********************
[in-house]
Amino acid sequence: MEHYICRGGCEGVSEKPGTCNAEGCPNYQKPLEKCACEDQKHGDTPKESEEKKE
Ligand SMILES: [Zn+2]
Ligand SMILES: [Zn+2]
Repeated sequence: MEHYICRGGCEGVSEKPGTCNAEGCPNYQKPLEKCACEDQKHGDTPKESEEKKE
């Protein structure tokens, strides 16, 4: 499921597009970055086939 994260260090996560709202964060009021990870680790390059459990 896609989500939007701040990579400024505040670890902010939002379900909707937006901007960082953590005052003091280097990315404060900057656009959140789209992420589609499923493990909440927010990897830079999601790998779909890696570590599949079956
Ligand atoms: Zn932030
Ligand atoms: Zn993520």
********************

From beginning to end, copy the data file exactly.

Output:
[in-house]
Amino acid sequence: MEHYICRGGCEGVSEKPGTCNAEGCPNYQKPLEKCACEDQKHGDTPKESEEKKE
Ligand SMILES: [Zn+2]
Ligand SMILES: [Zn+2]
Repeated sequence: MEHYICRGGCEGVSEKPGTCNAEGCPNYQKPLEKCACEDQKHGDTPKESEEKKE
């Protein structure tokens, strides 16, 4: 499921597009970055086939 994260260090996560709202964060009021990870680790390059459990 896609989500939007701040990579400024505040670890902010939002379900909707937006901007960082953590005052003091280097990315404060900057656009959140789209992420589609499923493990909440927010990897830079999601790998779909890696570590599949079956
Ligand atoms: Zn932030
Ligand atoms: Zn993520």